capere

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Mid-16th century (in the senses ‘to take something into consideration’, ‘mention something before the proper time’): from Latin anticipat- ‘acted in advance’, from anticipare, based on ante- ‘before’ + capere ‘take’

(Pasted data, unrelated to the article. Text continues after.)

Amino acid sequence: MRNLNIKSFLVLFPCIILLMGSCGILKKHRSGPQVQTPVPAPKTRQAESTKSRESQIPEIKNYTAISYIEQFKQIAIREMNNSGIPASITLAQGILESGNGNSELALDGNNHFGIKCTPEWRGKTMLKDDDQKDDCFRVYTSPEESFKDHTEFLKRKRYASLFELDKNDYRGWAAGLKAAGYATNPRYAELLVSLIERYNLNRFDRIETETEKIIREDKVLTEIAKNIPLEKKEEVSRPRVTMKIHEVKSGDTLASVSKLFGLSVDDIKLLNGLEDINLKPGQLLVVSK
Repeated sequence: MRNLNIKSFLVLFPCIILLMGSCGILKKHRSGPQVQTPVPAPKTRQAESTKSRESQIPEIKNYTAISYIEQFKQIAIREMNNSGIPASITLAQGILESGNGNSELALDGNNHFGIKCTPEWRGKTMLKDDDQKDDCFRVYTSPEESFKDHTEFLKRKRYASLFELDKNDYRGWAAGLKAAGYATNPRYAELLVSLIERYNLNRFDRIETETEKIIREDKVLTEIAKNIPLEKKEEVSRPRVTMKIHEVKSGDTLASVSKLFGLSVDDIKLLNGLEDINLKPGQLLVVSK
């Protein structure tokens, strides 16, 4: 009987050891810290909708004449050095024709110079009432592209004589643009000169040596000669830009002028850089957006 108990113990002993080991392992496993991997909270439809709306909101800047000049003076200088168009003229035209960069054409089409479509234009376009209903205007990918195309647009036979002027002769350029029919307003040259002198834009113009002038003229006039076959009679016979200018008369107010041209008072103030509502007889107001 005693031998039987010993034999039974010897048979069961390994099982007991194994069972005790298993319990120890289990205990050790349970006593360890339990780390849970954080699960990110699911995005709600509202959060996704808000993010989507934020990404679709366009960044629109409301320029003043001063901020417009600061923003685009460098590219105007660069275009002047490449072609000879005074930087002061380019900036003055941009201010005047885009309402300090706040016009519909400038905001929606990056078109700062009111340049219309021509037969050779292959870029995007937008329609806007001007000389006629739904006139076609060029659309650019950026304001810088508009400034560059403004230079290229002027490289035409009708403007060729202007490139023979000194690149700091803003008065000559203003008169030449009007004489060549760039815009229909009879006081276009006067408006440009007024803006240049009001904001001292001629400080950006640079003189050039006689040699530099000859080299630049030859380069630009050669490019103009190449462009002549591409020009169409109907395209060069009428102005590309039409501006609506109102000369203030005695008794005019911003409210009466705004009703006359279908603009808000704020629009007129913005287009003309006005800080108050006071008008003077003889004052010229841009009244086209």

Middle English from Old French concevoir, from Latin concipere, from com- ‘together’ + capere ‘take’—the source also of capable (mid-16th century), accept (Late Middle English) from ad– ‘to’ and capere, anticipation (Late Middle English) ‘acting or taking in advance’, capacity (Late Middle English) ‘ability to hold’, caption (Late Middle English) originally ‘an act of capture’, captive (Late Middle English), catch (Middle English), chase (Middle English), conceive (Middle English) literally ‘take together’, except (Late Middle English) ‘take out of’, incapacity (early 17th century) ‘inability to hold’, intercept (Late Middle English) ‘to take between’, perceive (Middle English) ‘to hold entirely’, prince, receive (Middle English) ‘take back’, susceptible (early 17th century) literally ‘that can be taken from below’, etc.

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